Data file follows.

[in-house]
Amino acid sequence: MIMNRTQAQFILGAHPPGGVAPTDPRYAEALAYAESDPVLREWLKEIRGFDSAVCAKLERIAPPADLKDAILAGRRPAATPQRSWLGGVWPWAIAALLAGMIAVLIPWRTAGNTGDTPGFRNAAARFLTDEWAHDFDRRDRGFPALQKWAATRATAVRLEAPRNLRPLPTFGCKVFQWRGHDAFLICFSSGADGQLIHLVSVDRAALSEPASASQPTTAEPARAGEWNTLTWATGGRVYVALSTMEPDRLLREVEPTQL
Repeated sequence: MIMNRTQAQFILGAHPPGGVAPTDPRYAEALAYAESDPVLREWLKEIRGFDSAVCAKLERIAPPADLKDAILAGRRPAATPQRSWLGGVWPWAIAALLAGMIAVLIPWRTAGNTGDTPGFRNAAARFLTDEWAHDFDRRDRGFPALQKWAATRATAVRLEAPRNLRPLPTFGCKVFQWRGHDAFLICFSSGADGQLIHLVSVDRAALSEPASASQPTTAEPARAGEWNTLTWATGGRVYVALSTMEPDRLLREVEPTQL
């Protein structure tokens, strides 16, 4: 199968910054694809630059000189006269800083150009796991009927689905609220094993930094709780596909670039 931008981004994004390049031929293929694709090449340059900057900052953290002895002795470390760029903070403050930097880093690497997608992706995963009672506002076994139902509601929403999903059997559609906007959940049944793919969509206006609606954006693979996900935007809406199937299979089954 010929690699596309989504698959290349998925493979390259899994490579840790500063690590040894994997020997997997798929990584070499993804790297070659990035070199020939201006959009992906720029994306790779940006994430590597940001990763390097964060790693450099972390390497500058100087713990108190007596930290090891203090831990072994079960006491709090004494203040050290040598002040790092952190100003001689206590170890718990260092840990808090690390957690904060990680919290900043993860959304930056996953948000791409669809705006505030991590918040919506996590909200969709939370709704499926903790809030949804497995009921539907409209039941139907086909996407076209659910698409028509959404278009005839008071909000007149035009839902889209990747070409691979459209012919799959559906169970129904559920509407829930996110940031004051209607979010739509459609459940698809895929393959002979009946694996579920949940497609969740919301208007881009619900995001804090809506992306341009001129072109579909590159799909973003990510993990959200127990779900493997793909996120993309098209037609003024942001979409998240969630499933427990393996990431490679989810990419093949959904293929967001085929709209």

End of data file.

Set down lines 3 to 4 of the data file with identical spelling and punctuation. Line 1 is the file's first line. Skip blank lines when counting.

Repeated sequence: MIMNRTQAQFILGAHPPGGVAPTDPRYAEALAYAESDPVLREWLKEIRGFDSAVCAKLERIAPPADLKDAILAGRRPAATPQRSWLGGVWPWAIAALLAGMIAVLIPWRTAGNTGDTPGFRNAAARFLTDEWAHDFDRRDRGFPALQKWAATRATAVRLEAPRNLRPLPTFGCKVFQWRGHDAFLICFSSGADGQLIHLVSVDRAALSEPASASQPTTAEPARAGEWNTLTWATGGRVYVALSTMEPDRLLREVEPTQL
């Protein structure tokens, strides 16, 4: 199968910054694809630059000189006269800083150009796991009927689905609220094993930094709780596909670039 931008981004994004390049031929293929694709090449340059900057900052953290002895002795470390760029903070403050930097880093690497997608992706995963009672506002076994139902509601929403999903059997559609906007959940049944793919969509206006609606954006693979996900935007809406199937299979089954 010929690699596309989504698959290349998925493979390259899994490579840790500063690590040894994997020997997997798929990584070499993804790297070659990035070199020939201006959009992906720029994306790779940006994430590597940001990763390097964060790693450099972390390497500058100087713990108190007596930290090891203090831990072994079960006491709090004494203040050290040598002040790092952190100003001689206590170890718990260092840990808090690390957690904060990680919290900043993860959304930056996953948000791409669809705006505030991590918040919506996590909200969709939370709704499926903790809030949804497995009921539907409209039941139907086909996407076209659910698409028509959404278009005839008071909000007149035009839902889209990747070409691979459209012919799959559906169970129904559920509407829930996110940031004051209607979010739509459609459940698809895929393959002979009946694996579920949940497609969740919301208007881009619900995001804090809506992306341009001129072109579909590159799909973003990510993990959200127990779900493997793909996120993309098209037609003024942001979409998240969630499933427990393996990431490679989810990419093949959904293929967001085929709209």